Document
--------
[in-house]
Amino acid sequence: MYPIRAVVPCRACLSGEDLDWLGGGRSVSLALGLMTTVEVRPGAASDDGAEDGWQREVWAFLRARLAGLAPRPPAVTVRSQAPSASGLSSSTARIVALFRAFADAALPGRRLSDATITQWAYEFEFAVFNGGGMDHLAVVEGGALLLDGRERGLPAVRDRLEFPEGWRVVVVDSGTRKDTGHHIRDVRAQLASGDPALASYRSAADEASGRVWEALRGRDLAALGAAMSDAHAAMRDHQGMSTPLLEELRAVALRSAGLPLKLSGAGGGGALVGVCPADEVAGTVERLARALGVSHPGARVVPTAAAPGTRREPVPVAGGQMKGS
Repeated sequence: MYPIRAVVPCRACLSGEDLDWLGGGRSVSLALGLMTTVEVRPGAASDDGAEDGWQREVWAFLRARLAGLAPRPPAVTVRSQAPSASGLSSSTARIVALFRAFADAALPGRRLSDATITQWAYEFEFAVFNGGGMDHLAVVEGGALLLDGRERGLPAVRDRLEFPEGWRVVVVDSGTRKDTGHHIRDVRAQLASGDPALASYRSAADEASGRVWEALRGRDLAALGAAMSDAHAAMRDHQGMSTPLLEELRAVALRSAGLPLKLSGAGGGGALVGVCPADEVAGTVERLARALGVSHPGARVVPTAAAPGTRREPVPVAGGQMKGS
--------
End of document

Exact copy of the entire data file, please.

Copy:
[in-house]
Amino acid sequence: MYPIRAVVPCRACLSGEDLDWLGGGRSVSLALGLMTTVEVRPGAASDDGAEDGWQREVWAFLRARLAGLAPRPPAVTVRSQAPSASGLSSSTARIVALFRAFADAALPGRRLSDATITQWAYEFEFAVFNGGGMDHLAVVEGGALLLDGRERGLPAVRDRLEFPEGWRVVVVDSGTRKDTGHHIRDVRAQLASGDPALASYRSAADEASGRVWEALRGRDLAALGAAMSDAHAAMRDHQGMSTPLLEELRAVALRSAGLPLKLSGAGGGGALVGVCPADEVAGTVERLARALGVSHPGARVVPTAAAPGTRREPVPVAGGQMKGS
Repeated sequence: MYPIRAVVPCRACLSGEDLDWLGGGRSVSLALGLMTTVEVRPGAASDDGAEDGWQREVWAFLRARLAGLAPRPPAVTVRSQAPSASGLSSSTARIVALFRAFADAALPGRRLSDATITQWAYEFEFAVFNGGGMDHLAVVEGGALLLDGRERGLPAVRDRLEFPEGWRVVVVDSGTRKDTGHHIRDVRAQLASGDPALASYRSAADEASGRVWEALRGRDLAALGAAMSDAHAAMRDHQGMSTPLLEELRAVALRSAGLPLKLSGAGGGGALVGVCPADEVAGTVERLARALGVSHPGARVVPTAAAPGTRREPVPVAGGQMKGS